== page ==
ACE is pushing for support for legislation that would extend RVP relief to E15 and other blends.
On April 13 and 14, the eighth annual fly-in for the American Coalition for Ethanol (ACE) took place in Washington D.C., and nearly 70 of ACE’s grassroots members were in attendance.
ACE members had more than 125 meetings with lawmakers representing 36 states on April 13 to convey the importance of the Renewable Fuel Standard (RFS) and bipartisan legislation to extend Reid vapor pressure (RVP) relief to E15 and higher ethanol blends.
On April 14, ACE members heard from the USDA about the status of the Biofuels Infrastructure Partnership (BIP) program, Congressman Adrian Smith on RVP legislation for E15 and higher ethanol blends and officials with the U.S. Grains Council on global ethanol demand.
With assistance from Senator John Thune, ACE hosted a congressional staff briefing on April 14 entitled: “What Blend Wall? Retailers confirm consumer interest in E15 and flex fuels.” Bruce Vollan, a convenience store owner from South Dakota will share his experience with flex pumps and consumer interest in E15 and flex fuels. Todd Garner, CEO of Protec Fuel, will discuss his experience helping 300 retailers across the South and Mid-Atlantic areas of the U.S. manage infrastructure installations for E15 and flex fuels.
“Our opponents are constantly telling Congress the RFS needs to be repealed and using E15 places cars and station owners at risk,” said Brian Jennings, ACE executive vice president. “During our fly-in, retailers join[ed] with ACE members to share their first-hand experience about the growing demand for low-cost, high-octane E15 and flex fuels thanks to Congress standing strong on the RFS.”
ACE is specifically pushing for additional cosponsors of S. 1239 and HR 1736, legislation which would extend RVP relief to E15 and other blends which have more ethanol but fewer evaporative emissions than E10 and gasoline during the June 1 through Sept. 15 summer ozone season. “E15 typically costs two to 10 cents per gallon less than E10, so refusing to allow the sale of this fuel in the summer robs consumers of the opportunity to buy a lower cost product which is cleaner than gasoline and E10,” said Jennings.
Drivers want this fuel, and it doesn’t cost an interested retailer an arm and a leg to get the right fueling equipment to sell higher blends of ethanol. That was the theme of ACE’s Congressional Briefing held in the Senate’s Russell Office Building on the 14th.
Participants in the hour long briefing were, ACE senior vice president Ron Lamberty, Pearson Fuels CEO Mike Lewis and Midway Service owner Bruce Vollan.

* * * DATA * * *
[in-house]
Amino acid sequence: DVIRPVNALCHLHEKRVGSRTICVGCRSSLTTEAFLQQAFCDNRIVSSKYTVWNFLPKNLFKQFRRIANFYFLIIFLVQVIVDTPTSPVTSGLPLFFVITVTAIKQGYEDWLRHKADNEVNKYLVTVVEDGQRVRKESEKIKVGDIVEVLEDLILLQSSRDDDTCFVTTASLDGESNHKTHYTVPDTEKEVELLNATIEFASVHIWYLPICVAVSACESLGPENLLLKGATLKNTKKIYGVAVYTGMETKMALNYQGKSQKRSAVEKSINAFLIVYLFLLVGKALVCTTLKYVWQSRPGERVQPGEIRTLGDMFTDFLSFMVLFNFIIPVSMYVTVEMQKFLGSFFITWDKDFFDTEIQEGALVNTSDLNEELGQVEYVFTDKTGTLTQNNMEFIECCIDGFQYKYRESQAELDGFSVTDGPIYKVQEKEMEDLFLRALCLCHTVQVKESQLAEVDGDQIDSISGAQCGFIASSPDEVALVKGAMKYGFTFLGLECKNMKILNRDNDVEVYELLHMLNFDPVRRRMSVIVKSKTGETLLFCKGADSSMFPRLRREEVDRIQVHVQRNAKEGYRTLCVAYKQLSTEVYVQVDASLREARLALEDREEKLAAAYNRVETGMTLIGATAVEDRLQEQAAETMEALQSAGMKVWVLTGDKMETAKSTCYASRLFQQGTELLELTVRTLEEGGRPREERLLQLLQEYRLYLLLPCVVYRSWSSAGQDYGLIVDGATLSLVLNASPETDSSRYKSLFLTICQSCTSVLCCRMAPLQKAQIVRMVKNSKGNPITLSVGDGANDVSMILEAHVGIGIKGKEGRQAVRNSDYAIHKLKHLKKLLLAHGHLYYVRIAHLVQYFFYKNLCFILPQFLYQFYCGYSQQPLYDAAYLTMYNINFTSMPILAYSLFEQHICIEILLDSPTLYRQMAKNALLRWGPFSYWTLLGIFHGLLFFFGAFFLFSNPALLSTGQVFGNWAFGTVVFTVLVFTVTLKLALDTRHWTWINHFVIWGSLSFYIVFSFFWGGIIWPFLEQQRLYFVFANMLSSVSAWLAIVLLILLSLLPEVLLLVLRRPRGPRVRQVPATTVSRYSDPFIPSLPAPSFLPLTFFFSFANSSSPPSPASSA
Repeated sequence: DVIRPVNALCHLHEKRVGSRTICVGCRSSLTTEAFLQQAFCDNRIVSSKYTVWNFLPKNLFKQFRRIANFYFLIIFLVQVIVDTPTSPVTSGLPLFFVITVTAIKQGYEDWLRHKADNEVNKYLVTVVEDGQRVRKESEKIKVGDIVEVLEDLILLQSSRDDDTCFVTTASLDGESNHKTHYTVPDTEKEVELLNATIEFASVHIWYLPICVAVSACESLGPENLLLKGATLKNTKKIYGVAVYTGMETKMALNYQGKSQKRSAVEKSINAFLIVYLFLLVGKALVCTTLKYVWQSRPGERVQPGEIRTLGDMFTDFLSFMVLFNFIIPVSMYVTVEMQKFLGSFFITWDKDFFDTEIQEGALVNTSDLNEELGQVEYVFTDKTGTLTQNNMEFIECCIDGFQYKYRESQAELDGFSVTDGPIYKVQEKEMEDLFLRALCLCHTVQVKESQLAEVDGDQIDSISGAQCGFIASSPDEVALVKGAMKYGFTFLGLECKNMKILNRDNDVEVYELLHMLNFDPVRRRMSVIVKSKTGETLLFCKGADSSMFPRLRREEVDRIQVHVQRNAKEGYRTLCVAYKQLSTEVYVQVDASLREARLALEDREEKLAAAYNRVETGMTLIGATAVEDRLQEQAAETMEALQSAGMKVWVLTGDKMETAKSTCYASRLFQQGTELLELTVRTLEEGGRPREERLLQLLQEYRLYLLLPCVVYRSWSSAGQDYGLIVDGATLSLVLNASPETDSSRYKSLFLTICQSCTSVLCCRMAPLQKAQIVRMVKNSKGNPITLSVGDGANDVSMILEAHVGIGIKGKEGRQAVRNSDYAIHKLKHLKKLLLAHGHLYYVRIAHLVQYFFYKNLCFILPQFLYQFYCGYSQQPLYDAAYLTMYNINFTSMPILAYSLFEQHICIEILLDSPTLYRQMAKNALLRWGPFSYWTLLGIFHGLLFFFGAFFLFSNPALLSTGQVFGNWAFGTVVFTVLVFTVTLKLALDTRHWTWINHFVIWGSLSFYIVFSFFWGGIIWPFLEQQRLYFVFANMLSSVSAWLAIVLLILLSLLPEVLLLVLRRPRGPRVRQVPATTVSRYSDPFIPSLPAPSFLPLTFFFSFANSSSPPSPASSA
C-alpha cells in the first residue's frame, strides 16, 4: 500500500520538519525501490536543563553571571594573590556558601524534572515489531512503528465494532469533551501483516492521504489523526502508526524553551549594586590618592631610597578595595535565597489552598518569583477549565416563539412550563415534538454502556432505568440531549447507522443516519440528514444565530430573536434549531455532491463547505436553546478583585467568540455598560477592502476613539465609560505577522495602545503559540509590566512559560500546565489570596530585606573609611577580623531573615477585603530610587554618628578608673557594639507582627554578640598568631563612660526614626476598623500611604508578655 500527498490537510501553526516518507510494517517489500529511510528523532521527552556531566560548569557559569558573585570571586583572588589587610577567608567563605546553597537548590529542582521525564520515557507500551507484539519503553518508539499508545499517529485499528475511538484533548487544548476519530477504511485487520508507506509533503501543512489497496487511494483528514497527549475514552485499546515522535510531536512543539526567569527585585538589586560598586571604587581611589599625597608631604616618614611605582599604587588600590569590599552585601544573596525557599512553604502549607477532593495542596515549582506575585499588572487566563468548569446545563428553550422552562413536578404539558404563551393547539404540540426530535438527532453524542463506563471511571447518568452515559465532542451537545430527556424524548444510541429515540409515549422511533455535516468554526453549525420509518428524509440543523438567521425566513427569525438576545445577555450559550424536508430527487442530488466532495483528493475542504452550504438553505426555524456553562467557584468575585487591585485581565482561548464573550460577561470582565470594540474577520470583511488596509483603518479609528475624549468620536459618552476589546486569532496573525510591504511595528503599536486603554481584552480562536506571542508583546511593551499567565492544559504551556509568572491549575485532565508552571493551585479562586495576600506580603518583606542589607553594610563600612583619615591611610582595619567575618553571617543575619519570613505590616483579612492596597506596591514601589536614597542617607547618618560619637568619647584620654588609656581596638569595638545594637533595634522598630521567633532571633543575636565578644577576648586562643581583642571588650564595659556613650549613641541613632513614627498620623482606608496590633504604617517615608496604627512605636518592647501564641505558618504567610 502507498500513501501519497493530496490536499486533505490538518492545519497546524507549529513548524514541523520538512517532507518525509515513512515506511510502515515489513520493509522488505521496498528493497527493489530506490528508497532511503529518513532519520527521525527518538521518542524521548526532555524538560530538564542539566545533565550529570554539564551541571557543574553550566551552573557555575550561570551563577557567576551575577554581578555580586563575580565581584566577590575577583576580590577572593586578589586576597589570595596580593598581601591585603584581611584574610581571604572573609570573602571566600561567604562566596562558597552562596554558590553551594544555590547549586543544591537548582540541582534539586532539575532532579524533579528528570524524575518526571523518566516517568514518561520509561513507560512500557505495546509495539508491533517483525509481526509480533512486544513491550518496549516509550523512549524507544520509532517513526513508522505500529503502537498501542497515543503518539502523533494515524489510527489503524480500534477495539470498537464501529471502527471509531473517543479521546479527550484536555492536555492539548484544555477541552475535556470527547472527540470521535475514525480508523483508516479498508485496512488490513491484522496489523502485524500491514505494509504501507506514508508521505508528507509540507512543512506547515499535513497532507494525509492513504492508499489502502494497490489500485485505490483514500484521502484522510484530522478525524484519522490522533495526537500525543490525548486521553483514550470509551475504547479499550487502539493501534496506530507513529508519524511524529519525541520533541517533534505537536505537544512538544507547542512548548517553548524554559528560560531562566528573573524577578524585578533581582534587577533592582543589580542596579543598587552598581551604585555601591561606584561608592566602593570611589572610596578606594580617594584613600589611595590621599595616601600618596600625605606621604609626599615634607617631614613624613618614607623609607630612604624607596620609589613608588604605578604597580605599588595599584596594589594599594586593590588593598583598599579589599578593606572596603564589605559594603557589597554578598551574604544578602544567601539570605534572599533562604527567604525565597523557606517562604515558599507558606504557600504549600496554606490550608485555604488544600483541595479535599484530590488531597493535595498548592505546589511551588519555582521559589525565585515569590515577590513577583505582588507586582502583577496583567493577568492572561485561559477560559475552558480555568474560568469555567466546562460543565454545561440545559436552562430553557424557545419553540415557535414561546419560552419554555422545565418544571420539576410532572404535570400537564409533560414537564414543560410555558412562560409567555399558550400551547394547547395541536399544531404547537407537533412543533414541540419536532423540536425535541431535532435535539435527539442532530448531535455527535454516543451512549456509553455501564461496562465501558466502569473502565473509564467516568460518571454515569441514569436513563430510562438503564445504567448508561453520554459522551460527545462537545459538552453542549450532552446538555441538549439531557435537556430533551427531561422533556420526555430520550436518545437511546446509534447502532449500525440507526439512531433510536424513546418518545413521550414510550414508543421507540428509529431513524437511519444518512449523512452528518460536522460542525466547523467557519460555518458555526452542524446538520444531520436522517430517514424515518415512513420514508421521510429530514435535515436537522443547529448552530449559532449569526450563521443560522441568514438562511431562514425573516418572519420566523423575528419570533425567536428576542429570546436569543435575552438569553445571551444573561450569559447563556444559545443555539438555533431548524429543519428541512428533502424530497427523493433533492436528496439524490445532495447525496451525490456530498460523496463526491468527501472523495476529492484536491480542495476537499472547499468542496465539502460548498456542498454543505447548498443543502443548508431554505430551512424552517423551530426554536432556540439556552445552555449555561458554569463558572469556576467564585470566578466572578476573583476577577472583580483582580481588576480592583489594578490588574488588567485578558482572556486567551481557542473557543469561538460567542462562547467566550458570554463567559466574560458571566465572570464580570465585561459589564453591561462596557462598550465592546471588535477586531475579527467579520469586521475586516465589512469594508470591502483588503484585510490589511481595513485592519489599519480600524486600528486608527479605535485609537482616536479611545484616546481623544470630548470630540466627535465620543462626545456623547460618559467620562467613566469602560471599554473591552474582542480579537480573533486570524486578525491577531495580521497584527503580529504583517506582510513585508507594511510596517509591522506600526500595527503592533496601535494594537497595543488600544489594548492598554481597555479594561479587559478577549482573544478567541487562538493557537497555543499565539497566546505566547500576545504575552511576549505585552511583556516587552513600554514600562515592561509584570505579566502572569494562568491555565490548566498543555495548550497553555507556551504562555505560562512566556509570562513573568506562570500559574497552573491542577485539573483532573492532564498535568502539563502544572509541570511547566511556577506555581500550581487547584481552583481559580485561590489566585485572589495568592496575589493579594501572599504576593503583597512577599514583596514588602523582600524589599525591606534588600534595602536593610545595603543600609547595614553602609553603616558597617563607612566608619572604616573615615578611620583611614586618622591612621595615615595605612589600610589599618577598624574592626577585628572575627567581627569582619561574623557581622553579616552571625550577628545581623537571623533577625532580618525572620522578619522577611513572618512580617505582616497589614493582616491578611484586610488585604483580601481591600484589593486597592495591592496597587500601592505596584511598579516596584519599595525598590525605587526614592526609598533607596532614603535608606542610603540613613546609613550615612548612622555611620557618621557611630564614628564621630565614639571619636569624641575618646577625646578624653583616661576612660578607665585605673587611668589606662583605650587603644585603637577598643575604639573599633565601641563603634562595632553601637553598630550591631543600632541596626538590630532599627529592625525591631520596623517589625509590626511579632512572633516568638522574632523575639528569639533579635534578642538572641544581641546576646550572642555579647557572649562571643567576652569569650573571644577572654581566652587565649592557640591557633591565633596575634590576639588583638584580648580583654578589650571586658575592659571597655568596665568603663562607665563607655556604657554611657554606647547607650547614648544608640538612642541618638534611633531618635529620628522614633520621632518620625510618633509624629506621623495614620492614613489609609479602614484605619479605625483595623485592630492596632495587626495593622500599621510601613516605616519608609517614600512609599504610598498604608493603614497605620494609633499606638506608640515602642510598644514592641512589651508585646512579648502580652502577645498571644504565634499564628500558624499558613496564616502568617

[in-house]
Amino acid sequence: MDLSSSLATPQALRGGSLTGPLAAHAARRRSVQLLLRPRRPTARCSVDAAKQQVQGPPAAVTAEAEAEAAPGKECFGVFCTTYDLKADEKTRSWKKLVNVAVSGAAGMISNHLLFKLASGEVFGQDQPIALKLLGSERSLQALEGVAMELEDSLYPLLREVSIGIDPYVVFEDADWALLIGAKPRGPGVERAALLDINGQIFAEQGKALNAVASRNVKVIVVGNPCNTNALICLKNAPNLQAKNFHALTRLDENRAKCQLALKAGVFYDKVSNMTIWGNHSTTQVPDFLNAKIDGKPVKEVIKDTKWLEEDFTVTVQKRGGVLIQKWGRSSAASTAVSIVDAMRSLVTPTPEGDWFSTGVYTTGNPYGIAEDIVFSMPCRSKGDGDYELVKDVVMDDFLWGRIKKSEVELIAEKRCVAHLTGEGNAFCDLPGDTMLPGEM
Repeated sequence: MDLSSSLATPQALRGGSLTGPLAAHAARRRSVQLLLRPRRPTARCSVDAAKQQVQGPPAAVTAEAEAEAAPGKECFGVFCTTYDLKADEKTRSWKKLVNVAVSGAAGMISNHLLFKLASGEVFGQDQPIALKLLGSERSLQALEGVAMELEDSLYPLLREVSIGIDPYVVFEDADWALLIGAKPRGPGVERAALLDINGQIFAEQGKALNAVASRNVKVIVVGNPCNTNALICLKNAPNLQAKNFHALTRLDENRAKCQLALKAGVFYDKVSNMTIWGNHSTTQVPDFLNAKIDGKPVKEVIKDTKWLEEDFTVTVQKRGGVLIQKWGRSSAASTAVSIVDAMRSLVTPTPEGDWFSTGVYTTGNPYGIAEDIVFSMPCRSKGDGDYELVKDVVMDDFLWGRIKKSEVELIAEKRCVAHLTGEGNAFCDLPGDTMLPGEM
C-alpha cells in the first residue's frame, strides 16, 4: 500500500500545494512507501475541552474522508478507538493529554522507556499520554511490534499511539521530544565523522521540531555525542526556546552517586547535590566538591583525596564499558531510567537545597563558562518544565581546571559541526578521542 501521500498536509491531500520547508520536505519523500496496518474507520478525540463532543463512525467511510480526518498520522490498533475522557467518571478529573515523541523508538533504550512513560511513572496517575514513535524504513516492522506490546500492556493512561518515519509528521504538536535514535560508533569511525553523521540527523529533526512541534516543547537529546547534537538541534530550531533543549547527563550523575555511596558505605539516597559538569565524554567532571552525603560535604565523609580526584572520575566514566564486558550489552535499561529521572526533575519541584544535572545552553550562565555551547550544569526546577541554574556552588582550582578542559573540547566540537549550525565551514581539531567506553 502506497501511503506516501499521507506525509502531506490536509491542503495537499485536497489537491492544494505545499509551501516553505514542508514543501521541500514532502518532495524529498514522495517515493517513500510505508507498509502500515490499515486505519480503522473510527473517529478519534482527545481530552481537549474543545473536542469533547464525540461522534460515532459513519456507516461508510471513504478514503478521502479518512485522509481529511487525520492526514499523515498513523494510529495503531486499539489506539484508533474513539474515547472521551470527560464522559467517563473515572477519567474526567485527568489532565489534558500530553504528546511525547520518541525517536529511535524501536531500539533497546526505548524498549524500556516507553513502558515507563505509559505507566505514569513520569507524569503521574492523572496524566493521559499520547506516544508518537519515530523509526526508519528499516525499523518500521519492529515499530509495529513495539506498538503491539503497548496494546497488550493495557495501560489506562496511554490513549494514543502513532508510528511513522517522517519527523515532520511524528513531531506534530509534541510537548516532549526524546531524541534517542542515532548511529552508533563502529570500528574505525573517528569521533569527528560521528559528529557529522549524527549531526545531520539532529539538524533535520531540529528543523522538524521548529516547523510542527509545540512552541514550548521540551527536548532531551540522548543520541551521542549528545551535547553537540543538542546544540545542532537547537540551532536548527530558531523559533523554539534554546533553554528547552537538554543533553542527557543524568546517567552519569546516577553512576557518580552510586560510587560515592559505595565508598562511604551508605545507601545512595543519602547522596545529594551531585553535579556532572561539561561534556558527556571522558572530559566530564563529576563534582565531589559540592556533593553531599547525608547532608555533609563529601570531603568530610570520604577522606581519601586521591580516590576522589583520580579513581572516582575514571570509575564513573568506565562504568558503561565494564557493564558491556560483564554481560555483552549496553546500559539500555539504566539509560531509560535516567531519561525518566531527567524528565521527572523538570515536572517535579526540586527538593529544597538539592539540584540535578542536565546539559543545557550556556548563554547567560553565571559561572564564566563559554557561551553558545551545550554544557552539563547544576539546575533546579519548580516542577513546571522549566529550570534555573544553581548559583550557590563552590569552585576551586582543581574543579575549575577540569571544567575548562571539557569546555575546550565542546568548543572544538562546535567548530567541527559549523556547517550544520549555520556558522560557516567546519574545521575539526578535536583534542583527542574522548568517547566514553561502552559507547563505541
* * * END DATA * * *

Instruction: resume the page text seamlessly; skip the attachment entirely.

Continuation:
Lamberty said the briefing, combined with ACE’s fly-in, knocked down a few of the biggest scare stories surrounding the sale of higher blends like E15.
“For years, we’ve been battling against an avalanche of misinformation about ethanol, the RFS and E15, and yet there seem to be some lawmakers who have just given into this “cartoon villain” version of ethanol and are opposed for reasons that don’t exist. Among the most frequent objections we hear are station owners don’t want to sell higher blends of ethanol, customers won’t buy them, and those factors create a mythical “blend wall” that makes it impossible to get beyond 10% as required by the RFS. The best way to bust all of those myths is to introduce policymakers to people like Bruce and Mike whose real-world stories prove the naysayers are wrong, and higher ethanol blends are creating tremendous opportunities for station owners,” said Lamberty.
“Bruce has seen ethanol blends help his store grow from a tiny gas station into a multipurpose convenience and auto repair stop. And Bruce points out that his repair shop, has never had customers report any damage from using higher ethanol blends, Mike is a supplier of multiple locations like Bruce’s, offering E15 and E85 to drivers in the Pacific Coast. The Pearson Fuels model helps retailers buy competitively priced E85 and E15, which drives sales and customer counts and, in many cases, keeps the station competitive in the marketplace. Most importantly, both speakers will show they’ve already blown well past any mythical blend wall,” said Lamberty.
“The questions and interest we received in putting together this briefing will hopefully be instrumental to the ethanol industry going forward. The message that this fuel is cleaner, safe, cost effective and can be sold with a few equipment modifications or add-ons hit home during our fly-in and also did the same during our briefing today,” said Lamberty.